GREENSBORO, N.C. (WGHP) – A man who pleaded guilty to second-degree murder to avoid the death penalty and another who was sentenced at age 16 are among three inmates from the Piedmont Triad who will be paroled from prison soon.
Two men convicted of second-degree murder and one for first-degree rape, all serving life sentences, will be freed by the North Carolina Post-Release Supervision and Parole Commission, the latest in a series of releases for persons sentenced for crimes committed before Oct. 1, 1994.
These three are:
- Christopher E. Cook, who pleaded guilty in April 1995 on charges of second-degree murder in Randolph County.
- Andrew V. Kirkman, who was convicted in July 1991 in Guilford County for second-degree murder and two other charges.
- Eric L. Lyons, who was convicted in May 1985 for first-degree rape in Davie County, when he was 16 years old.
The state’s formal announcements on Tuesday did not include specific release dates, and all three will be freed under the commission’s Mutual Agreement Parole Program. The program requires that the crime had to be committed before the cutoff date even if the trial wasn’t held until later.
Christopher E. Cook
Cook, now 55, pleaded guilty and testified against his cousin, Terry Mickey, in the murder of Mickey’s wife, Melissa, on June 29, 1992.
Prosecutors had said they would seek the death penalty in the case, and Cook said he took the plea deal to avoid that, the News & Record reported. Terry Mickey, who was 36 at the time of the trial, is serving life plus 20 years after being found guilty of first-degree murder and conspiracy to commit first-degree murder.
Cook, a postal worker from Kernersville who lived in Greensboro at the time of the trial, testified that he killed Melissa Mickey because his cousin said he “owed him a favor,” the News & Record reported.
Melissa Mickey was an interior designer who was found shot twice in the head and once in the back at the couple’s home in Asheboro. Cook said Mickey told him Cook owed him because he had provided Cook with money from stolen credit cards.
Cook said Mickey offered him $10,000 because he didn’t want to divorce his wife. They had two children.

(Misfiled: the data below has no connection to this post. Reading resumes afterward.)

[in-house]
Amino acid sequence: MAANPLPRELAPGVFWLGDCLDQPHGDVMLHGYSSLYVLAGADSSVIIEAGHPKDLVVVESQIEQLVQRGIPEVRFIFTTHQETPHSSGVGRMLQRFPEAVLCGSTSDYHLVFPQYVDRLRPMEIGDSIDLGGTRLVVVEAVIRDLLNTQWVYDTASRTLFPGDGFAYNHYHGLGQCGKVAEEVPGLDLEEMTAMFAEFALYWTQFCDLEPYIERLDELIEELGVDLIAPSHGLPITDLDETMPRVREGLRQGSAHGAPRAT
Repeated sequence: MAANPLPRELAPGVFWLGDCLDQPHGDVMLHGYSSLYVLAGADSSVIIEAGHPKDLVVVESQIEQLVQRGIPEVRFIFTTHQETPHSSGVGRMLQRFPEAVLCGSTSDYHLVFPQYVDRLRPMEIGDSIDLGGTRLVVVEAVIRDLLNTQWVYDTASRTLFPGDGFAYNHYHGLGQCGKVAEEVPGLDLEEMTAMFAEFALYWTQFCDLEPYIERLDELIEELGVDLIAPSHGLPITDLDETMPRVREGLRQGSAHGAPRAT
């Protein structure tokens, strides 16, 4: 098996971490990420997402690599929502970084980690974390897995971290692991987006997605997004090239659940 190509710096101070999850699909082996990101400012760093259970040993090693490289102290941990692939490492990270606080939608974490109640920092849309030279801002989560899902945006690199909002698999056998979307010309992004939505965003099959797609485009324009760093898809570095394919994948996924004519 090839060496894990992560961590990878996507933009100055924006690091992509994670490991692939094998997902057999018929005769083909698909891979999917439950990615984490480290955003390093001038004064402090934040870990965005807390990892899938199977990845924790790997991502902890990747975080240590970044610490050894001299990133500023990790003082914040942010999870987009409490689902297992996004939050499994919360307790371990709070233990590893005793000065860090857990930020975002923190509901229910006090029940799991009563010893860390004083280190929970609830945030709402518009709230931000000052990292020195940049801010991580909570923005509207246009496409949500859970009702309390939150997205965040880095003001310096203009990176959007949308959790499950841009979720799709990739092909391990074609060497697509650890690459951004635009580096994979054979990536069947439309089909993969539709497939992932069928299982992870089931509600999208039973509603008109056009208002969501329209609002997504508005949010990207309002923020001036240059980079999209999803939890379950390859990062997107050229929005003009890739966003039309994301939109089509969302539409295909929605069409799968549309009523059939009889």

Andrew V. Kirkman
Kirkman, now 76, was convicted in July 1991 for murder and kidnapping related to charges from October 1989. He has served more than 31 years.
He also completed a 30-year concurrent sentence for second-degree kidnapping and 2 years for misdemeanor assault with a deadly weapon.
There are no published details about the charges and circumstances, and these were the only offenses listed against him as an adult.
Eric L. Lyons
Lyons, 53, was 16 years old when he was convicted of rape in March 1985 and sentenced to life. It is his only listed criminal offense, and he has served 37 years.
There are no published details about the charges and circumstances that led to this sentence for a juvenile. Any criminal record before this would be sealed because of his age.
These make roughly 13 inmates from the Piedmont Triad to have been designated for or granted parole under pre-1994 programs in the past six months. There were three serving time for rape whose releases were announced just last Friday.
The state’s release says that MAPP is a “scholastic and vocational program” that is a 3-way agreement among the commission, the Division of Prisons and the offender.
To be part of the MAPP program, an inmate must show a desire to improve through educational and training programs and a self-improvement process. There is a 3-year walk-up to release that, the MAPP website states, requires the inmate:
- To be in medium or minimum custody.
- Not to be subject to a detainer or pending court action that could result in further confinement.
- To be infraction-free for a period of 90 days before being recommended.
- If sentenced under the Fair Sentencing Act, to be eligible for 270-day parole or community-service parole.
If you have questions about the release, the commission will accept them if you call 919-716-3010.
Cook, who most recently has been held in Davidson County Correctional Center, has had only one infraction against him, which was a 1997 citation for substance possession.
Kirkman most recently has been held at the Southern Correctional Institution in Troy, and he has had only two infractions, both of which occurred on Feb. 28, 2020, when he was cited for profane language and disobeying an order.
Lyons most recently has been held in the Roanoke River Correctional Center, and he has 82 infractions, although none since 2017 and only two in the past 15 years. The majority of those were for disobeying orders.